The battle against the termites is particularly distressing, as Z is the sole survivor, and even a dash of black humour can't distract from the scene of desolation and horror. Later in the film, we see that Sylvester Stallone is well cast as the soldier ant Weaver, as he experiences a torture scene reminiscent of one that Rambo faced in his 18 Certificate film. Another sad scene features the wasps. Muffy is waspish indeed, so audiences aren't encouraged to like her, but she clearly loves Chip and he loves her, so when she meets a typical insect fate, Chip's grief is very real. He drowns his sorrows in alcohol, and becomes a very human character in spite of his insect shape.
The animation itself displays excellent attention to detail. Close up facial expressions were carefully crafted, as were panoramic crowd scenes with up to 60,000 ants being animated. The interior of the anthill is immense, with a strong 3D effect created by lighting and shadows. Product placement looms large (literally) in the film, as Bala and Z encounter a Pepsi can and a bottle of Mountain Dew on the ground outside the anthill. A can of Kendall Motor Oil also appears as a nod to the film's art director Kendal Cronkhite.
The film has layers to it, beyond the surface story, as it can be analysed from political and philosophical perspectives. Z is struggling to find his identity in a society where his role is determined by factors outside his control. There is a ruling class that oversees the masses and is prepared to sacrifice them for personal gain, but when Z is mythologised as a revolutionary hero, his fellow workers start to question their identities too, with some wanting a choice to reject their role in the society, and others being keen to retain the status quo. The collective mind is easily swayed, though, as chants of 'Z, Z, Z' are soon replaced by 'Mandible, Mandible' after a persuasive speech by the General. Motivational banners on display within the anthill, such as 'Conquer Idleness' and 'Freetime is for Training' emphasise how the worker ants are encouraged to strive hard and work as a team for the greater good.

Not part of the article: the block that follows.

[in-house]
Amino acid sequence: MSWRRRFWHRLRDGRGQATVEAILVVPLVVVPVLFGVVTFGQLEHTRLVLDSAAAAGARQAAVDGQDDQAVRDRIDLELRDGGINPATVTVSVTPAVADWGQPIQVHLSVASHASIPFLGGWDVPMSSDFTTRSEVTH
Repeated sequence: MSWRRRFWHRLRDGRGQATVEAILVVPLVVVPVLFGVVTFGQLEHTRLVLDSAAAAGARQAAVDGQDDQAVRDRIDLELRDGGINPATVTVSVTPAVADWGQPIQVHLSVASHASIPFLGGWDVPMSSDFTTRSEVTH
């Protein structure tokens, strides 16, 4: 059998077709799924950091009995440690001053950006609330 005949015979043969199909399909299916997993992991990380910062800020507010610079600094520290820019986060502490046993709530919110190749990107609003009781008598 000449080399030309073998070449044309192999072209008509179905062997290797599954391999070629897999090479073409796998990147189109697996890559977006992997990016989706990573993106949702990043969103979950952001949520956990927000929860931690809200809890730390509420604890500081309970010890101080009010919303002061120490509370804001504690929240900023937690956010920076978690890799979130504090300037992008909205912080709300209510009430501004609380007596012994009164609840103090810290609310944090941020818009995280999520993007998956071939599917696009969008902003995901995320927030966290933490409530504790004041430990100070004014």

Humour of various kinds is a key feature, from basic toilet humour when the ants meet dung beetles, to comedy that would be appreciated more by adults than children, such as when Z talks to a psychiatrist in a classic Woody Allen-style sketch.
The music is well-chosen to enhance the film. Harry Gregson-Williams and John Powell used instruments such as tiny trumpets to make the background music sound like it was being played by ants, and the feature songs fit in well with the themes of the film. Yoko Ono agreed to them changing the lyrics of John Lennon's song so that the ants ask to 'Give Z a Chance'. Pete Seeger's 'Guantanamera' is perfect for the ants to dance to in the bar, and then Lerner and Loewe's 'Almost Like Being In Love' is apt as Bala and Z become closer. 'I Can See Clearly Now' is played over a shot from high above, where the audience can see the anthill near a bin in Central Park in New York. Finally, there is no better song than 'High Hopes' sung by Doris Day, about an ant wanting to move a rubber tree plant, to accompany the closing credits.
Antz was released on VHS and DVD in 1998 and was re-released on DVD in 2001 with extras including audio commentary by the directors, and 'making of' features.